Posts in tag

rock/metal rewind


Not Forgotten: Peter Gabriel – Peter Gabriel [3]

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Classic Compilation: Nazareth – Greatest Hits

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Classic Album: Iron Maiden – Iron Maiden

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This is the first album I’ve heard with any involvement from Ritchie Blackmore where it sounds like he’s genuinely having fun.

There are few acts that have been labelled with the one hit wonder term that have enjoyed longer careers than Golden Earring

After an interesting debut and a flop follow-up, Peter Gabriel had to pull out all of the stops for his third album. Too many frontmen had gone solo, released a solo album which sold reasonably well because it was bought by the previous band’s fanbase and then saw their second album bomb, leaving the artist …

Nazareth Greatest Hits should be used as a strong case study in how to do a compilation right.

You know, I didn’t expect to become an Iron Maiden fan. At first, a compilation of their best work was all I needed. Hell, it didn’t even leave that good an impression, so for a few years I would return to Edward the Great sporadically, occasionally scratching my head as to why the band were held in such …

Elton John’s eponymous second effort is pretty much where things started taking off for him. Originally intended as effectively a shop window to display the diverse writing talents of the Elton John and Bernie Taupin song writing team, and convince other acts to cover their material, Elton’s second album wasn’t recorded with the intention of making the former …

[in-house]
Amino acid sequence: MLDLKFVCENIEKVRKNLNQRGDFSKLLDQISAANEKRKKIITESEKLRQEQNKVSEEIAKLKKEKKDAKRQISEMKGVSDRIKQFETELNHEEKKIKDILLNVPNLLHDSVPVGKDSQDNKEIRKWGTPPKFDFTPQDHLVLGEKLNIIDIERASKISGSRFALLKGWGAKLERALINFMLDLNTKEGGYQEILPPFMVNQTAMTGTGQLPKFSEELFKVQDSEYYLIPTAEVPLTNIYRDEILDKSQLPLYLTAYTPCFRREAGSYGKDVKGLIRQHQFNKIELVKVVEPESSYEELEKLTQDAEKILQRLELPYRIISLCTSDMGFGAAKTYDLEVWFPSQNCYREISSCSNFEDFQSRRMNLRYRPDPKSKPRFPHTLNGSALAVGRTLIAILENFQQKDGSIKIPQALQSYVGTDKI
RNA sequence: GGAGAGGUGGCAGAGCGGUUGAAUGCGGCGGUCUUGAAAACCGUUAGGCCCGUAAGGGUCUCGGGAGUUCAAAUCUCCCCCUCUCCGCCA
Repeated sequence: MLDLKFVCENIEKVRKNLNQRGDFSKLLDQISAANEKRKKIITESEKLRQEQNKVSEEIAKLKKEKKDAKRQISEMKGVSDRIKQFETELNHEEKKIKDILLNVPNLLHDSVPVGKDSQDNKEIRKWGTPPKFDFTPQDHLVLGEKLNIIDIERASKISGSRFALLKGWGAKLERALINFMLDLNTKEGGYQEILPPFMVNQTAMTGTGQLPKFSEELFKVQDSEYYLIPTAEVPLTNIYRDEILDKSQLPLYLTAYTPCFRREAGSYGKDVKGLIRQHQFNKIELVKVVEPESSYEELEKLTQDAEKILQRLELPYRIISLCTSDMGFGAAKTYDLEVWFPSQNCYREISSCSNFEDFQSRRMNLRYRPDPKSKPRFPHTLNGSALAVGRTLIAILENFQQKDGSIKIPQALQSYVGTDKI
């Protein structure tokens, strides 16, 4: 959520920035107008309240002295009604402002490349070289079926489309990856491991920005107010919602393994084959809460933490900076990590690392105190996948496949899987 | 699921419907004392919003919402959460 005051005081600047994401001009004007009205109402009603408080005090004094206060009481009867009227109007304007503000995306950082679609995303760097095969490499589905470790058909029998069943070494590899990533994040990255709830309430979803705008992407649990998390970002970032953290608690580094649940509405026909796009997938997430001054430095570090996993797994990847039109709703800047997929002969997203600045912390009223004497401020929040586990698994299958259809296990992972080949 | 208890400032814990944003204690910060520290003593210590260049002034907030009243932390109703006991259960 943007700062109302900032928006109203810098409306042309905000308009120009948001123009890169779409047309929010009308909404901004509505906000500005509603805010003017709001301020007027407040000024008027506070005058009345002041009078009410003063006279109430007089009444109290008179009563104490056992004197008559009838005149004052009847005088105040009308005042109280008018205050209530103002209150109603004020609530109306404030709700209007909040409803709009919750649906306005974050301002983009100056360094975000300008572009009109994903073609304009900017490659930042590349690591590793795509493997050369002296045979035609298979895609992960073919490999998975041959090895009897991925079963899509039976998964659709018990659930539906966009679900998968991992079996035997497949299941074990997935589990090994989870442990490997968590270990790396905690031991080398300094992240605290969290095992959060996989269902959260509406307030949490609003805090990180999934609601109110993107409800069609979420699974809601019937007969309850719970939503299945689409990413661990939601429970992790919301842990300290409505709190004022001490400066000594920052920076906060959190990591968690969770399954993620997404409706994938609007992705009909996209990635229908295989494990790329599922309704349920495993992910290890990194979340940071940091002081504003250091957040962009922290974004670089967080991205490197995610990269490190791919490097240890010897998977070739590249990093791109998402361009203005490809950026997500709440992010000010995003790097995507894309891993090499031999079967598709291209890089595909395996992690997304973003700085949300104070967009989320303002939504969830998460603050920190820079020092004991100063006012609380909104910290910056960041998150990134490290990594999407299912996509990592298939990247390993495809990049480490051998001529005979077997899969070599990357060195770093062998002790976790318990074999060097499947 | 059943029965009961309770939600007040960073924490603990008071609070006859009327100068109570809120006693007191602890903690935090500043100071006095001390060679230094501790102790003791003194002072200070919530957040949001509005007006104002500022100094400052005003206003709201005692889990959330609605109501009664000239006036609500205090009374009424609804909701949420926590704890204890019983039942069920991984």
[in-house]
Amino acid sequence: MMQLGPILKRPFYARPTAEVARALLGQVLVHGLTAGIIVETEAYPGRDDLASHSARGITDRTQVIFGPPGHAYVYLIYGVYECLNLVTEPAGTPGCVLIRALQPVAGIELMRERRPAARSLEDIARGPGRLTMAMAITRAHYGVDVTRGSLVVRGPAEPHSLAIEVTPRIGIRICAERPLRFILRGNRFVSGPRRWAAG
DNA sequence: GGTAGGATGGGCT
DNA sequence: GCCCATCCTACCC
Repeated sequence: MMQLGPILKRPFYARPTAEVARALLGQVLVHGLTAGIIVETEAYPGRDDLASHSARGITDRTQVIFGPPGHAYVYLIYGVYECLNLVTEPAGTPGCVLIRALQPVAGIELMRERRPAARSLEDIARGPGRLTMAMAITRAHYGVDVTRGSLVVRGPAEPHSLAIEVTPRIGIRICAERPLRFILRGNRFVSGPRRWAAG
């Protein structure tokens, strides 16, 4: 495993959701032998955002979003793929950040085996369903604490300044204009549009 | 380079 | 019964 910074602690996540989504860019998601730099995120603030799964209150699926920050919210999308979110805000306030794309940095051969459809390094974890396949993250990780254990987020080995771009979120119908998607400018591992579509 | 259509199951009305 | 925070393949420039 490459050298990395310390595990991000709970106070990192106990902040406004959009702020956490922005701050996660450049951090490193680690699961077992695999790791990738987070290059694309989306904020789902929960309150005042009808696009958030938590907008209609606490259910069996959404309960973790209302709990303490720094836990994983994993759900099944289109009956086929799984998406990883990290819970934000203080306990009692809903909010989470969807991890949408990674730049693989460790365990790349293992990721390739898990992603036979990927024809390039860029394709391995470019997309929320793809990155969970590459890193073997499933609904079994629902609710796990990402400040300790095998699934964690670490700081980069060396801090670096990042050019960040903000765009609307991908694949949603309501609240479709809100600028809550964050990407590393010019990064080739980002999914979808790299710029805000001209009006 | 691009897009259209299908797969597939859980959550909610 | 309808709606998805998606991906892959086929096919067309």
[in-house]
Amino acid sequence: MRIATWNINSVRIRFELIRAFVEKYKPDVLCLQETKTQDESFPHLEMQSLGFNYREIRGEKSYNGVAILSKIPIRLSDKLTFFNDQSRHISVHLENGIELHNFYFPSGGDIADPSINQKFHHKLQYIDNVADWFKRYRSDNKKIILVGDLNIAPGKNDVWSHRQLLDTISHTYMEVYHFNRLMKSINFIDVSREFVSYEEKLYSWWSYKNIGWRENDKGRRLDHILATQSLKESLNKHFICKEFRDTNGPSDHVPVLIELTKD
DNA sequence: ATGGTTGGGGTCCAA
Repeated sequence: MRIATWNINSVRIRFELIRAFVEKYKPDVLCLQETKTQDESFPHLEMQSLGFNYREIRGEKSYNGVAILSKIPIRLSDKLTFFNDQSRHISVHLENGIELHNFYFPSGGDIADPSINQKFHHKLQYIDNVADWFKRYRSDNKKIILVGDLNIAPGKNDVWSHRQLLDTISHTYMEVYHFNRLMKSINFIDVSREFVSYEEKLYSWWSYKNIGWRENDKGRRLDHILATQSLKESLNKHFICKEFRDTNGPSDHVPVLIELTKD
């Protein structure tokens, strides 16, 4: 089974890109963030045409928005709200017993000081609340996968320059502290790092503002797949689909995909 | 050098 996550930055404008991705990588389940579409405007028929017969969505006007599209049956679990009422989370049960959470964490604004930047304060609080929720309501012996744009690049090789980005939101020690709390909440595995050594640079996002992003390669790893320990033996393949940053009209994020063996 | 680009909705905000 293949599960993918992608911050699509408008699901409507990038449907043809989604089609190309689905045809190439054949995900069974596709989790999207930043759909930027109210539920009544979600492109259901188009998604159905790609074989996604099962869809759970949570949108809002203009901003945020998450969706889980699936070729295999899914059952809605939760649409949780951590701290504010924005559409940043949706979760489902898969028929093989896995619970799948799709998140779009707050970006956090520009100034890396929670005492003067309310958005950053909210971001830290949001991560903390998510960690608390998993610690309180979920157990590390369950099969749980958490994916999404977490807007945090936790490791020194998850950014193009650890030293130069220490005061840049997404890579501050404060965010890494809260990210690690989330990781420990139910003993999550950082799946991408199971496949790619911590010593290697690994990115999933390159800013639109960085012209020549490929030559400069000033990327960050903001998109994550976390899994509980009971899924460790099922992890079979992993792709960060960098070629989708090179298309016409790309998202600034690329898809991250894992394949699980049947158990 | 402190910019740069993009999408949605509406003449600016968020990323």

My Mum’s copy of The Myths and Legends of King Arthur and the Knights of the Round Table was the first Rick Wakeman album I heard when I was 14, and it blew my mind. Being the type of kid who was fascinated by myths, legends and folklore, and was developing an ear for prog rock, this was very …

Apparently every home should have at least two Van Morrison albums. The spot-on The Best of Van Morrison is one and if the cool-police are to be believed, the other is invariably Astral Weeks. While it’s Astral Weeks that still consistently gets the cool-police in a lather, truth be told I’ve never really fallen under …

Splitting from the Alice Cooper band when he did was a gamble for Vincent Furnier, but in retrospect, and probably at the time, the Detroit five piece had achieved all they could by 1974’s Muscle of Love, and the band had started on the downswing. Co-opting the name of the band for his solo career, Furnier solidified …